Having been away during the Republican Convention I didn't follow it 'live' but my impression is that, with the exception of Clint Eastwood's entertainingly batshit crazy contribution, it went pretty well.
It was a disciplined and well-run show and the GOP put its moderate face forward. The Tea Party was nowhere to be seen. Clint aside, nobody said anything wildly embarrassing. Rising stars like Susanna Martinez, Chris Christie and Condi Rice (a runner in 2016? I suspect not - but she may be angling to get her old job back under Romney) put in good performances (well, Christie's was a little self-centred). Paul Ryan did well enough and is lucky that more fuss hasn't been made about his weird marathon fibbing.
The candidate himself gave a very good speech. If you watch Romney's 2008 effort you can see how hard he's worked at improving his podium delivery. Four years ago he came across as over-excited and a bit weird - last week, he was energetic but calm and self-assured and, well, presidential. Looking at the faces of people in the hall as spoke about his family there seemed to be a bit of bonding with his own party going on too. For all the talk about low enthusiasm for this candidate I suspect the Republican grassroots will be more motivated than the Democrats this fall. The party left Tampa in a good mood.
It seems as if Romney is getting his strategy right, too. His speech was rich in "more in sorrow than anger" rhetoric that chimed with Ryan's line about jobless college graduates gazing up at fading Obama posters on the wall. For example, here's Romney:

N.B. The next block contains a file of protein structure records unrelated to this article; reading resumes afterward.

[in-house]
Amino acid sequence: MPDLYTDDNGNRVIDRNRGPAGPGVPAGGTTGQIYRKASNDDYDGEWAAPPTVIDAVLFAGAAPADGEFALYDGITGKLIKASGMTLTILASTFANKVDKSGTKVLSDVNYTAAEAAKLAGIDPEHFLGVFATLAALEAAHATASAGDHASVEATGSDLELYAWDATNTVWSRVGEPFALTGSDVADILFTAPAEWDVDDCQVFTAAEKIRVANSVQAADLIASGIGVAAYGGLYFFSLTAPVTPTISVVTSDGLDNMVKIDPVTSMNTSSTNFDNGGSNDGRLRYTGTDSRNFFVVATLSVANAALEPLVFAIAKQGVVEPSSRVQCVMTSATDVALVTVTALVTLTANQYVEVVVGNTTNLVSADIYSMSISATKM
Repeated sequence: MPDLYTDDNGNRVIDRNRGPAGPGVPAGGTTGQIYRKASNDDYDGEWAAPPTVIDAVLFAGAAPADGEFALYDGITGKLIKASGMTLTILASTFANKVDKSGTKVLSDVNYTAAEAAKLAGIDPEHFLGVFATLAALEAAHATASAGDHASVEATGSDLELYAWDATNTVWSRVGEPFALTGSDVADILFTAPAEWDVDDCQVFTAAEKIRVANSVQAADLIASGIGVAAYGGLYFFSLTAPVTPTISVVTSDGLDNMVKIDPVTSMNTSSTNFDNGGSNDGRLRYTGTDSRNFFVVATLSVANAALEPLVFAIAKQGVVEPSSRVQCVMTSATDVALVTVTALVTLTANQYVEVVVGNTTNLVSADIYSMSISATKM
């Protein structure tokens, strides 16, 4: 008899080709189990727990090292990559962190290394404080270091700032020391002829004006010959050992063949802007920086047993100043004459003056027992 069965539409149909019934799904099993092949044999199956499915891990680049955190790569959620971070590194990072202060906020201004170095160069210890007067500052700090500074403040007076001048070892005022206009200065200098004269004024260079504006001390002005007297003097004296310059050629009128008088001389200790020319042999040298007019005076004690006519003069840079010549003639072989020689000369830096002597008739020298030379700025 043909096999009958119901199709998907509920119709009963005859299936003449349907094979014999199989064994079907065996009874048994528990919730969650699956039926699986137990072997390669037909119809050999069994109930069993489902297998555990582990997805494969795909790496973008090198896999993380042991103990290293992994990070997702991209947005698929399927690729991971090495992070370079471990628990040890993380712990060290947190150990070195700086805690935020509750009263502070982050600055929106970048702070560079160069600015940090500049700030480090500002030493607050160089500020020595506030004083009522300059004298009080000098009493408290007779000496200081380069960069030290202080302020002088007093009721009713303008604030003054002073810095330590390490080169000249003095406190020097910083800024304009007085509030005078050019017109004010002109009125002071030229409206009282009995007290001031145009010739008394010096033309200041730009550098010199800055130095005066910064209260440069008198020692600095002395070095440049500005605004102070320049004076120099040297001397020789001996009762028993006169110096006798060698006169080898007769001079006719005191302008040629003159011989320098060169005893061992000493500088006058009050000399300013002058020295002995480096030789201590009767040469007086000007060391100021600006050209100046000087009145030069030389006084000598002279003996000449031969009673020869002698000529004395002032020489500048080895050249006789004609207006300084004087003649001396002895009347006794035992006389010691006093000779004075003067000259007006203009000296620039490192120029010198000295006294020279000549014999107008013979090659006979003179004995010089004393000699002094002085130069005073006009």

How many days have you woken up feeling that something really special was happening in America? Many of you felt that way on Election Day four years ago. Hope and Change had a powerful appeal. But tonight I’d ask a simple question: If you felt that excitement when you voted for Barack Obama, shouldn’t you feel that way now that he’s President Obama? You know there’s something wrong with the kind of job he’s done as president when the best feeling you had was the day you voted for him. The President hasn’t disappointed you because he wanted to. The President has disappointed America because he hasn’t led America in the right direction.
If you read this excellent report on a candid talk that Karl Rove gave to big GOP donors last week, you'll get a fuller idea of why Romney and Ryan are talking like this. Here's Rove:
“If you say he’s a socialist, they’ll go to defend him. If you call him a ‘far out left-winger,’ they’ll say, ‘no, no, he’s not.’” The proper strategy, Rove declared, was criticizing Obama without really criticizing him—by reminding voters of what the president said that he was going to do and comparing it to what he’s actually done. “If you keep it focused on the facts and adopt a respectful tone, then they’re gonna agree with you.”
This is smart. Meanwhile, the Democrats may have got their strategy wrong. The Dems tried to destroy Romney early by painting him as a rich and ruthless jobkiller. The end result is that voters know that Romney is rich and that he's a businessman. Generally, they like and admire both of these conditions.
As Rove pointed out, the Obama campaign has spent a hell of a lot of money for very little return. After well over $100m on ads, Romney is still right on Obama's shoulder.
All in all, as Jonathan Freedland reminded his readers on Friday, this is shaping up into a winnable race for Mitt Romney. He is the underdog, certainly. But he is in a much stronger position than McCain was in 2008 and - I'd say - than Kerry in 2004.
Buckle up and strap that dog tightly to the roof. The 2012 general is going to be quite a ride.